You can find more of her multi-genre fluting on Youtube, Instagram, and Spotify under Aleah Fitzwater, and AleahFlute.https://aleahfitzwater.com/
Back in 2018, I was fascinated by the various 30-day challenges making their way through social media. One of my most popular blog posts at the time, the 30-Day Taffanel & Gaubert Exercise #4 Challenge, was based on this idea and has since inspired many flutists to jump-start (or at least reimagine) their T&G scale practice game. This year, as you begin to take action steps on some of your most important new year’s flute playing resolutions, I encourage you to consider adding a 30-day challenge to your to-do list. Incorporating a 30-day challenge can be like a flute boot camp not just for your scale game but also for a number of other facets of flute playing (ex. tone studies, repertoire, sight-reading, etc.). This may be the very thing you need to quickly get to the next level in your flute playing! Also, who doesn’t love a challenge?!?! In today’s blog, I offer suggestions for various 30-day challenges to tackle tone studies, improve technique, conquer super intimidating etudes, master new (and old) repertoire, and work on various other challenging elements of flute playing that allude even the best of us. Dare yourself this month to break out of your comfort zone and try something new. You may be pleasantly surprised at how much better your flute playing is by the beginning of February!
30-DAY FLUTE CHALLENGES
One Register per Week – Trevor Wye’s Practice Book for the Flute, Book 1 Tone, is perfectly set up for a 30-day challenge. For the first week, practice only the exercises listed for the low register (approx. pages 7-12). For Week 2, practice only the exercises listed for the middle register (approx. pages 13-17). During Week 3, grab a bottle of water and some ear plugs, and work on only the exercises listed for the high register (approx. pages 18-21). For the final week, work on the flexibility exercises on pages 28-33, which will combine all of the work you have done previously in the month with increasing embouchure flexibility throughout all of the ranges. Your tone will improve tenfold during this program! Success stories are encouraged below.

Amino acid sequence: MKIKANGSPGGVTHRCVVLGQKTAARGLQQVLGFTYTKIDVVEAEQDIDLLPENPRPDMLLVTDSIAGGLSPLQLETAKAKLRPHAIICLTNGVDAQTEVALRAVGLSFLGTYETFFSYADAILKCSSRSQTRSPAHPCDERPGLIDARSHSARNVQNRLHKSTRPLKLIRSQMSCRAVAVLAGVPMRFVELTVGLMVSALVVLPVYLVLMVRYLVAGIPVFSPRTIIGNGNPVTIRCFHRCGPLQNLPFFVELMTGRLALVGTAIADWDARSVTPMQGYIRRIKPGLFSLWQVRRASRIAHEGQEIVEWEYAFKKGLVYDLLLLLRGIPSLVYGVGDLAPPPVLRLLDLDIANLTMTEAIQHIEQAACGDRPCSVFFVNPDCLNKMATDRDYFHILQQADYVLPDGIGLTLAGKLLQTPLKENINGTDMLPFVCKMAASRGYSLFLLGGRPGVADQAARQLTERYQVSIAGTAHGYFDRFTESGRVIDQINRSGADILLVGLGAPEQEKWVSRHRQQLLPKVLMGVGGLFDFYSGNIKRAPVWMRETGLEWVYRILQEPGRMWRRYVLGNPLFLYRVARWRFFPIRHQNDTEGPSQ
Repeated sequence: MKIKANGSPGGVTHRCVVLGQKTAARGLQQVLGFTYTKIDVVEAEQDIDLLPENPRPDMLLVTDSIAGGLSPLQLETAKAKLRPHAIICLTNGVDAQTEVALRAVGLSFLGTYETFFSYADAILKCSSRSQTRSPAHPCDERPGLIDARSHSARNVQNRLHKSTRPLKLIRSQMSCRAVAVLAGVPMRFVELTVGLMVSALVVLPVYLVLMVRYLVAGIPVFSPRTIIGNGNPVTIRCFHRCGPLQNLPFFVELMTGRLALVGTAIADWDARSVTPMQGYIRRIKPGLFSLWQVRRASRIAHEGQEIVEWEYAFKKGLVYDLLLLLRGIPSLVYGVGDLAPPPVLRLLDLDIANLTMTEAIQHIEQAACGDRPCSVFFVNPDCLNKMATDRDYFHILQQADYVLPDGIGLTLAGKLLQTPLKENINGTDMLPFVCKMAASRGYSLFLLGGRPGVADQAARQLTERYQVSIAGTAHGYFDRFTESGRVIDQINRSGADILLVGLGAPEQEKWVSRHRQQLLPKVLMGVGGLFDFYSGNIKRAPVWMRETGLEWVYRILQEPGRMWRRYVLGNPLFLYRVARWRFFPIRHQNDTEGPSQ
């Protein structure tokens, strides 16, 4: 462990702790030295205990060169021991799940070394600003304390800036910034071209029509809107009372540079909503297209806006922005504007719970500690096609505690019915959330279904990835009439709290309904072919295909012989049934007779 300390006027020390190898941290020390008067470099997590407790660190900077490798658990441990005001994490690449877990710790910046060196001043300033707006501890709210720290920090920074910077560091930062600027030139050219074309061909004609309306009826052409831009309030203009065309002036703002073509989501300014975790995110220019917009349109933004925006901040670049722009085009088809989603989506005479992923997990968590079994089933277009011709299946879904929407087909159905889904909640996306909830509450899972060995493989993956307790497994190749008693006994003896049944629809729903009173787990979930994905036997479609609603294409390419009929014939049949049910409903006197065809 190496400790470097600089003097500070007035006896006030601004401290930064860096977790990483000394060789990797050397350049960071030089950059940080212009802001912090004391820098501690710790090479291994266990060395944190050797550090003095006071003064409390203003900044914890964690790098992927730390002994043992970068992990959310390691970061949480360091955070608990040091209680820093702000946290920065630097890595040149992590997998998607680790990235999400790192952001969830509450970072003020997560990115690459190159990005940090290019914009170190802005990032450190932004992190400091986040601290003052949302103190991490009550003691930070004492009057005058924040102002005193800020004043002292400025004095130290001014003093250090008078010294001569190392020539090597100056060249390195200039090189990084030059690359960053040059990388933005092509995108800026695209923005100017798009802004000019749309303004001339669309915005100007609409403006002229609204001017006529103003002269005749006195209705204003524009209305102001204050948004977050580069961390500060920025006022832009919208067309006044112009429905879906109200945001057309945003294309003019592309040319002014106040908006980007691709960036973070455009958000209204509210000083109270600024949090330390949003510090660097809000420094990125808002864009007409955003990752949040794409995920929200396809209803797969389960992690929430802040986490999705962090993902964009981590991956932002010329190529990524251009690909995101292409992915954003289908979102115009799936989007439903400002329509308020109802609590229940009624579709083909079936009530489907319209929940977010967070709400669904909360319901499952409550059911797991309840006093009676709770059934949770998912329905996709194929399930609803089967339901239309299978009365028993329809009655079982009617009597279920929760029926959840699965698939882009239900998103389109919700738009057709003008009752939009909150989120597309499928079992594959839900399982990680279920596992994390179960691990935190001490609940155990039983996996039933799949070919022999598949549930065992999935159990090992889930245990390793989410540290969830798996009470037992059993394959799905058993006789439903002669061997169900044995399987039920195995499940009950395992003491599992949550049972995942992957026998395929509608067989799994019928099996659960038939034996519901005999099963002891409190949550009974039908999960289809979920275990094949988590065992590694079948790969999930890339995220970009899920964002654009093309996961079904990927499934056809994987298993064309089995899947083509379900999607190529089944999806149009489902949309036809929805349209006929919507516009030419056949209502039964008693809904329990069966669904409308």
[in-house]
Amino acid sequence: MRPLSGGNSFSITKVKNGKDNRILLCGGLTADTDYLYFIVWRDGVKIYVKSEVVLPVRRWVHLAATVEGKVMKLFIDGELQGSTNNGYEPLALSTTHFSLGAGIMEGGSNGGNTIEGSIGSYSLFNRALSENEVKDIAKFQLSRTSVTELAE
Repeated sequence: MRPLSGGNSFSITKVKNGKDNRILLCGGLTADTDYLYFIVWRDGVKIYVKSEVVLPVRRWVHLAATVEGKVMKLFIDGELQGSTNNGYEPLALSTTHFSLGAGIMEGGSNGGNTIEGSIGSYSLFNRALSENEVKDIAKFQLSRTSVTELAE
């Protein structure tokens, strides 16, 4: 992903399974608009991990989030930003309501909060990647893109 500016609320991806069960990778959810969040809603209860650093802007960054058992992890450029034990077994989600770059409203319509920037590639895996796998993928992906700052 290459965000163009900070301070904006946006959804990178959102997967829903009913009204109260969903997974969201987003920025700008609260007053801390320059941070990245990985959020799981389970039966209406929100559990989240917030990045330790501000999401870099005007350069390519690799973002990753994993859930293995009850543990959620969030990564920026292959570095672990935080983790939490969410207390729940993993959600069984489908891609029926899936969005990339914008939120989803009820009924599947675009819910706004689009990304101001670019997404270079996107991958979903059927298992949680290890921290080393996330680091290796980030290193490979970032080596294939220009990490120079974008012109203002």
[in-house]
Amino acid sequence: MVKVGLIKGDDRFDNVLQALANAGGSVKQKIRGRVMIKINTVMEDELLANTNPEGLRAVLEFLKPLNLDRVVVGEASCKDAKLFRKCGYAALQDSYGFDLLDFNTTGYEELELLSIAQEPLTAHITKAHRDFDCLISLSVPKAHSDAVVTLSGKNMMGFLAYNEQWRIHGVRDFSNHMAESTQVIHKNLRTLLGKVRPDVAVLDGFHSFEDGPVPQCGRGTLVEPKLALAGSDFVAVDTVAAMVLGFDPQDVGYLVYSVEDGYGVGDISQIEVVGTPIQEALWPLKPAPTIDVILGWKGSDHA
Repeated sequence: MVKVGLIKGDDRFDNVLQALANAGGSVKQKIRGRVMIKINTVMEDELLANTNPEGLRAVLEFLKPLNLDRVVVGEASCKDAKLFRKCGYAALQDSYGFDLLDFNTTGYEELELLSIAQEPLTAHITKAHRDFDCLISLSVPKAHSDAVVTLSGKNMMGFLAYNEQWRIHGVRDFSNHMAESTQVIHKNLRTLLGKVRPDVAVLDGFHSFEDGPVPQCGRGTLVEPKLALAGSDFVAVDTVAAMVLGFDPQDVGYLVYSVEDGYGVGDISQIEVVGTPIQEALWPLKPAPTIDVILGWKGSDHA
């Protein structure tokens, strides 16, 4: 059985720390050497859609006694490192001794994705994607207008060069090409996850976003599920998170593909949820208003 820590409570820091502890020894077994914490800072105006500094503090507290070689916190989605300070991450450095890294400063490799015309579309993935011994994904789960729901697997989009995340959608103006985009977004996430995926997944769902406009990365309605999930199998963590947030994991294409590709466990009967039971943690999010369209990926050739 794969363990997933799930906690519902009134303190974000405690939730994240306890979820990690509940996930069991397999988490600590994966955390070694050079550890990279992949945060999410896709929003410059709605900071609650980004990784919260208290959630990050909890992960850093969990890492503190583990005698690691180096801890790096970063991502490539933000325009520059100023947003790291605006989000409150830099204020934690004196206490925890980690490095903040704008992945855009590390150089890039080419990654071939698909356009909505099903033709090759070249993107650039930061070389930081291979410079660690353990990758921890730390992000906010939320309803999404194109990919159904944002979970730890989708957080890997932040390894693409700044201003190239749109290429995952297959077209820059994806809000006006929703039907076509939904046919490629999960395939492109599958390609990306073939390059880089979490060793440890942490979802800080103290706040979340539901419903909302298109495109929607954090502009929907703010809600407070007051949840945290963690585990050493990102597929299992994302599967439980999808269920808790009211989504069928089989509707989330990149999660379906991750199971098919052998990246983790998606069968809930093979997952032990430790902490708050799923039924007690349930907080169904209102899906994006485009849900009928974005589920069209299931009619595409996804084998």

Slow Movements Only – If you are sooo over tone books, you may want to switch up your tone studies for examples from standard repertoire. Pick four slow movements from your favorite works (for example, Poulenc Sonata – Movement II; Mozart Flute Concerto in G Major – Movement II; Burton Sonata – Movement II; Prokofiev Sonata – Movement II) and play through each one over the course of a week. Concentrate on retaining the same quality of sound and power of projection from note to note. Connect all of your notes as if they are all on the same string. How beautiful can you make each movement? Four movements, four weeks!
Tone Color Challenge – This is a great challenge to help you think more creatively about sound. The first step is to create a color spectrum (please see my article in The Flute View, Rainbow Score, for a simple color how-to). Once you have your color plan in place, select a few of your favorite slow orchestral excerpts (Brahms 4 and Debussy’s Afternoon of a Faun are good examples). Play through these excerpts each day with a different tone color for 30 days. You may discover along the way that your Debussy sounds a lot better with a purple tone color than it does in yellow! This is a great way to master your unique tone color plan and experiment with new ways to organize your sound.
30-Day Taffanel & Gaubert Exercise #4 Challenge – Select a new articulation each day to use with your Taffanel & Gabuert Exercise #4, #1, or really any of your favorite exercises from this book. You may even want to create your own articulation plan for the 30 days. Go for it! Add some extended techniques or harmonics for a bit of a challenge.
Taffanel & Gaubert Challenge #2 – This is a bit broader of a challenge for your Taffanel & Gaubert game! Practice one study per day (ex. #1 on Monday, #2 Tuesday, etc.), alternating the articulation each day. There are excellent suggestions at the top of each exercise, but you may also create your own articulations (ex. slurs on Mondays, slur two/tongue two on Tuesdays, coos on Wednesday, etc.). When you get to the end of exercise #17, start again with exercise #1. Remember: Use a different articulation each day.